Those of us whose professional tools are limited to words delight in discovering a
new one, as I did the other day – and after the year we’ve all been through this one
couldn’t have surfaced at a more opportune time.
So allow me to introduce “paraprosdokian,” which, when I stumbled across it
doing some column research, was Greek to me.
In fact, it’s Greek to everyone, since it’s derived from that language’s term for
Once I sighted it, I chased it, and in doing so learned it represents something that
provides us laughter – and who doesn’t need more of that?
So, what’s a paraprosdokian? A sentence that pushes us in one direction and
then unexpectedly yanks us in another. To put it in more familiar English,
paraprosdokians are one-liners.
Like potato chips, these salty and sometimes irreverent morsels cannot be
consumed just one at a sitting.
How can you contemplate the classic example, Henny Youngman’s “Take my
wife – please!” without craving another, perhaps Phyllis Diller’s balancing viewpoint, “My
husband hates to see trash and garbage lying around the house – he can’t stand the
Then there’s Rodney Dangerfield’s, “I was so ugly when I was born, the doctor slapped
And tightwad Jack Benny’s response to a robber demanding his money or his
life: “I’m thinking, I’m thinking.”
Or Groucho Marx’s, “I’ve had a perfectly wonderful evening, but this wasn’t it.”
There’s a difference of opinion on whether “paraprosdokian” (accent on the “dok,”
by the way) is a real word. Its defenders offer citations going back to 1896, and that’s
convincing – but different from the view of one Canadian writer who insists it “was made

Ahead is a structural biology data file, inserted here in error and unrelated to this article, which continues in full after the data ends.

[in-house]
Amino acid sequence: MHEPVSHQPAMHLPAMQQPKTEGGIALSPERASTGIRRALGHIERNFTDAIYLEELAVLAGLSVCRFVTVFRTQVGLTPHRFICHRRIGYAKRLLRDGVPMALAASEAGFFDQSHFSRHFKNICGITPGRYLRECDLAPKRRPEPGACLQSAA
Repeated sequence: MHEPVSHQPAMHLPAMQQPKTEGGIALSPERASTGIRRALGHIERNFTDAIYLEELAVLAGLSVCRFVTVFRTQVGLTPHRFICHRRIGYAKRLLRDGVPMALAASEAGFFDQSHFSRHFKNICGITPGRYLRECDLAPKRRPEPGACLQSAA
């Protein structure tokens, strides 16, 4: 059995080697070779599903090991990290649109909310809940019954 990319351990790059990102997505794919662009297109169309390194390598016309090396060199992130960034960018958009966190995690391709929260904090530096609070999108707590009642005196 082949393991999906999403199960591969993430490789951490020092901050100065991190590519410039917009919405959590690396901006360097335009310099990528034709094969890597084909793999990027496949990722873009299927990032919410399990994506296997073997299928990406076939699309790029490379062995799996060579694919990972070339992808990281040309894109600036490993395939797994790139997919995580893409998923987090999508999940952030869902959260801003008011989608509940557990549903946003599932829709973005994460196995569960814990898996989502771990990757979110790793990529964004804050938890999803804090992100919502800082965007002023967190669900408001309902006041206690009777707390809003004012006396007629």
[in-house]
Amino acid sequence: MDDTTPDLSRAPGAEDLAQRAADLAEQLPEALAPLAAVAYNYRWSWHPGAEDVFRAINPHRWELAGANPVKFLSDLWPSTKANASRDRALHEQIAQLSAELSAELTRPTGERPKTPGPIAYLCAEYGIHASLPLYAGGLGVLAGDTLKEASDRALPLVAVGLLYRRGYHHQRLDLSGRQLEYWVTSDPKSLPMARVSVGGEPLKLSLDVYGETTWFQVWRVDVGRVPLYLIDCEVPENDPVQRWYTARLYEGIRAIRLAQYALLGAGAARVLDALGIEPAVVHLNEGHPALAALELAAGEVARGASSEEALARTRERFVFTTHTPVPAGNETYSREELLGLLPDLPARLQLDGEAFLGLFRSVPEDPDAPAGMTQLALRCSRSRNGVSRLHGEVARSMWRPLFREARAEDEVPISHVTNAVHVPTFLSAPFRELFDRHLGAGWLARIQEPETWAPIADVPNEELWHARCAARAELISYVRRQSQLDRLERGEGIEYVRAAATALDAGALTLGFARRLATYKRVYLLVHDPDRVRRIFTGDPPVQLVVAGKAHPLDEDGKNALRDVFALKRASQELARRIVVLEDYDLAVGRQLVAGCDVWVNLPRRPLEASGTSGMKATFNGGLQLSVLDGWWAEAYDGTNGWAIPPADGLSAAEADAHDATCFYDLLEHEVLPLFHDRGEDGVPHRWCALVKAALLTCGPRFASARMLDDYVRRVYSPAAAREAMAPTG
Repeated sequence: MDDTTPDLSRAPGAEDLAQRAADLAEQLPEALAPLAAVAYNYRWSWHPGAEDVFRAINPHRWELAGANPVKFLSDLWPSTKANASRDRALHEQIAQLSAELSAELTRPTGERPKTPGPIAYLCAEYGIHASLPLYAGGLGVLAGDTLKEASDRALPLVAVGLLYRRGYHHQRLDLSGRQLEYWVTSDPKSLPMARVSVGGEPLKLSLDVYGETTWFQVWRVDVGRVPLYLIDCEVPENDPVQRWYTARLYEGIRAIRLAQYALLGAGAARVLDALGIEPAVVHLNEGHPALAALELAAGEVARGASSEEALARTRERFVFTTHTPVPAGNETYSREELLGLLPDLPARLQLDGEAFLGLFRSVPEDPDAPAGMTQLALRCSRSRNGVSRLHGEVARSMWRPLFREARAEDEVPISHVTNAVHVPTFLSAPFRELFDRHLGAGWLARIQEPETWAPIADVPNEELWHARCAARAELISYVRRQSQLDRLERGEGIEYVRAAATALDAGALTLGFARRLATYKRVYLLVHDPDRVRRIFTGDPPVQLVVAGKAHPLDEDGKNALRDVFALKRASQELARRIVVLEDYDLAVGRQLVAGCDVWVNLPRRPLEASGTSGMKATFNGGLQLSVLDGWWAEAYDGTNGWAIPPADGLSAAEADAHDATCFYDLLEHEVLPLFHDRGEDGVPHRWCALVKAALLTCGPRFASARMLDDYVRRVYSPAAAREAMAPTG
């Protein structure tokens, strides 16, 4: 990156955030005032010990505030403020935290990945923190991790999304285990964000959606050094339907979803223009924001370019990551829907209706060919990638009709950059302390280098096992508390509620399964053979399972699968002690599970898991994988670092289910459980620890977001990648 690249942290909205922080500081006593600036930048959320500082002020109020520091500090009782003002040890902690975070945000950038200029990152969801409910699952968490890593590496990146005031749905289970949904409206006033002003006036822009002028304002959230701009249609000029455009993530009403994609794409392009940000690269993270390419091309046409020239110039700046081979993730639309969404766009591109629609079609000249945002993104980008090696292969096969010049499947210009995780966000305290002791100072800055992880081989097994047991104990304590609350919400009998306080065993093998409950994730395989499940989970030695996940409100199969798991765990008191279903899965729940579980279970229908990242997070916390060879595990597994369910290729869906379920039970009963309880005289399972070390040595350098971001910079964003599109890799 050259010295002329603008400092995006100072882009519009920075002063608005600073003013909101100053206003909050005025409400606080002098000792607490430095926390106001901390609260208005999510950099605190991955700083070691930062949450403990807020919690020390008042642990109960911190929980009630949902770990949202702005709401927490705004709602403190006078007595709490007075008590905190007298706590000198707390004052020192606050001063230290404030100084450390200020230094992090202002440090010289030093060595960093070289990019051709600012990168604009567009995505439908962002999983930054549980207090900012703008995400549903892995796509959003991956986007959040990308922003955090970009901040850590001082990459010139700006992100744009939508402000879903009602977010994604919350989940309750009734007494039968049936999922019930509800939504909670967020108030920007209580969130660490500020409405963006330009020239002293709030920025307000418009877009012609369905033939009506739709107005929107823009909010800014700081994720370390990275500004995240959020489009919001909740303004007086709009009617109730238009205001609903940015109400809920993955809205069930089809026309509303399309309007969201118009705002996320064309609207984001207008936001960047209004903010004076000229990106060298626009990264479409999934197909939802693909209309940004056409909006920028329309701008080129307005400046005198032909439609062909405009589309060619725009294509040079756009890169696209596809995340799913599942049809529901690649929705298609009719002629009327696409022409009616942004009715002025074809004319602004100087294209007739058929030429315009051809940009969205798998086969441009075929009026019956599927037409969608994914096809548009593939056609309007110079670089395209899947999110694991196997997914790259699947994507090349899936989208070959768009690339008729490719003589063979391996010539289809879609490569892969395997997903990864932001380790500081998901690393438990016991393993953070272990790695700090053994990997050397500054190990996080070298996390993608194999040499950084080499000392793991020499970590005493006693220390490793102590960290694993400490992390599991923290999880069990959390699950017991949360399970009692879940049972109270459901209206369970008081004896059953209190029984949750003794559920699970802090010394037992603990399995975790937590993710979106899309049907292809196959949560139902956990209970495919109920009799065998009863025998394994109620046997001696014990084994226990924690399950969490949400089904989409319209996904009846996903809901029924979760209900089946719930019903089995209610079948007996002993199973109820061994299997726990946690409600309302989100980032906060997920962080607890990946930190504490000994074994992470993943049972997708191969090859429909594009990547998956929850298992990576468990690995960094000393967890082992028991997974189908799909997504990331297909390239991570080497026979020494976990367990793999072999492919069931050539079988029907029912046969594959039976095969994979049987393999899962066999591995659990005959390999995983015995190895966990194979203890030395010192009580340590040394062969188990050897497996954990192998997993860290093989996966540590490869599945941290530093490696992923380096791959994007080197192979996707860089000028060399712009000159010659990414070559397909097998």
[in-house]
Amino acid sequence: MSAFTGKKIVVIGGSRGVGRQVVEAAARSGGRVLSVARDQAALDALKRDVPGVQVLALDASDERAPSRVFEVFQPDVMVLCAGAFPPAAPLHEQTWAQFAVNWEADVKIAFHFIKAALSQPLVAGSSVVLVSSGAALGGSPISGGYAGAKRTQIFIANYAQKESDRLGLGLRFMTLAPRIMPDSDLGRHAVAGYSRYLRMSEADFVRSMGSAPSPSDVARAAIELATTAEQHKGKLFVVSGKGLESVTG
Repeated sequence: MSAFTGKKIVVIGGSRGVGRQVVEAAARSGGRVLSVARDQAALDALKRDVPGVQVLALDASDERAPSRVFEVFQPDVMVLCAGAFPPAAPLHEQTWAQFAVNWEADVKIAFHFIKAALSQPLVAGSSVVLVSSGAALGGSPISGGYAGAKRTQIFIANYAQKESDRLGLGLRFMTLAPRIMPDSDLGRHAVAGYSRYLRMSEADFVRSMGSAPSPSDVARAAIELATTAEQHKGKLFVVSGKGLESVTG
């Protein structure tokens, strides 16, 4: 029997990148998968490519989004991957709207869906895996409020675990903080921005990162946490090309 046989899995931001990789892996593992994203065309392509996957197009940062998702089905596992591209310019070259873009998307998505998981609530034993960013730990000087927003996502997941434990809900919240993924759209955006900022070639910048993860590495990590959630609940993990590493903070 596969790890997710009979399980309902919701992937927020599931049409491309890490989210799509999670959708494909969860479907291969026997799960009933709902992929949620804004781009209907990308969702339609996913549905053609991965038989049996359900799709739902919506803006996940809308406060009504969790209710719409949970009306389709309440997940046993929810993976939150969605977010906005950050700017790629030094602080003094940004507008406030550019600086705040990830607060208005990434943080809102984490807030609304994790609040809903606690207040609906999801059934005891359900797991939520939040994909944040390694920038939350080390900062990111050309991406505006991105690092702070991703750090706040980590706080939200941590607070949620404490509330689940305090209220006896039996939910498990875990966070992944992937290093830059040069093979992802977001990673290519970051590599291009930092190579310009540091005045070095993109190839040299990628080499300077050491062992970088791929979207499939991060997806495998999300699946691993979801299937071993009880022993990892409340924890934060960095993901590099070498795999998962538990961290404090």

up by some semiliterate doofus late in the 20th Century.”
Such academic skirmishes aside, one can’t deny that paraprosdokians are
unpretentious mainstays of our culture, from comedy to politics.
I can certainly relate to this one by Robert Benchley, who said freelance writers
are paid “per piece or per word or perhaps.”
Dorothy Parker said this about a contemporary she disdained: “He’s a writer for
the ages – ages four to eight.”
Zsa Zsa Gabor, who was married nine times, liked to say about one of her exes,
“He taught me housekeeping – when I divorce I keep the house.”
Mark Twain chipped in with, “A clear conscience is surely a sign of a bad
One-liners offer us much-needed laughs, but as well, there’s plenty of wisdom to
be gleaned from some that are more than just knee-slappers.
Will Rogers, for instance, said a mouthful – speaking of discreetly holding one’s
tongue – when he observed, “Letting the cat out of the bag is a whole lot easier than
putting it back in.”
English writer and philosopher G.K. Chesterton packed a lot into his observation
that “Going to church doesn’t make you a Christian any more than standing in a garage
makes you a car.”
Winston Churchill gave us an amiable (and at times, not inaccurate) zing with
“You can count on Americans to do the right thing – after they’ve tried everything else.”
And – coincidentally applicable to endings – it’s hard to ignore Albert Einstein’s
frightful paraprosdokian warning: “I know not with what weapons World War 3 will be
fought, but World War 4 will be fought with sticks and stones.”
Gerry Goldstein (firstname.lastname@example.org) is a retired Providence Journal editor and